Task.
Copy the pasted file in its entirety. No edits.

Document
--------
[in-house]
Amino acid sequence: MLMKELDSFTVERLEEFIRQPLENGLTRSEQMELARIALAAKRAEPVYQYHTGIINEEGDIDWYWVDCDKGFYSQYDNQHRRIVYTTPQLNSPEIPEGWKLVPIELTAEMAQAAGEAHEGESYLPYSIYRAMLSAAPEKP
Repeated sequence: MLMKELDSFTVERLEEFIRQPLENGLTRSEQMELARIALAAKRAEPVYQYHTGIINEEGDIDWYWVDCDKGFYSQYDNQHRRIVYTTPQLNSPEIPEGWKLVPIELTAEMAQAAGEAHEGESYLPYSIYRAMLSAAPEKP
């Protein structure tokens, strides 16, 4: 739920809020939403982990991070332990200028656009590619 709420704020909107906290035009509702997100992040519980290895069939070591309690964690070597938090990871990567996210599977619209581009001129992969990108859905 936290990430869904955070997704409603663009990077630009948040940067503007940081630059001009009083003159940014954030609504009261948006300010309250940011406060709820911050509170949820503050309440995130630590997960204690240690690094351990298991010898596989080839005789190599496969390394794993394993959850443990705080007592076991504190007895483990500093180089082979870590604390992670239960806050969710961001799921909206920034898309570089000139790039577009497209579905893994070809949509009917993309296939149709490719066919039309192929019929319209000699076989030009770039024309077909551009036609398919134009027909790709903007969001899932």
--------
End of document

[in-house]
Amino acid sequence: MLMKELDSFTVERLEEFIRQPLENGLTRSEQMELARIALAAKRAEPVYQYHTGIINEEGDIDWYWVDCDKGFYSQYDNQHRRIVYTTPQLNSPEIPEGWKLVPIELTAEMAQAAGEAHEGESYLPYSIYRAMLSAAPEKP
Repeated sequence: MLMKELDSFTVERLEEFIRQPLENGLTRSEQMELARIALAAKRAEPVYQYHTGIINEEGDIDWYWVDCDKGFYSQYDNQHRRIVYTTPQLNSPEIPEGWKLVPIELTAEMAQAAGEAHEGESYLPYSIYRAMLSAAPEKP
């Protein structure tokens, strides 16, 4: 739920809020939403982990991070332990200028656009590619 709420704020909107906290035009509702997100992040519980290895069939070591309690964690070597938090990871990567996210599977619209581009001129992969990108859905 936290990430869904955070997704409603663009990077630009948040940067503007940081630059001009009083003159940014954030609504009261948006300010309250940011406060709820911050509170949820503050309440995130630590997960204690240690690094351990298991010898596989080839005789190599496969390394794993394993959850443990705080007592076991504190007895483990500093180089082979870590604390992670239960806050969710961001799921909206920034898309570089000139790039577009497209579905893994070809949509009917993309296939149709490719066919039309192929019929319209000699076989030009770039024309077909551009036609398919134009027909790709903007969001899932």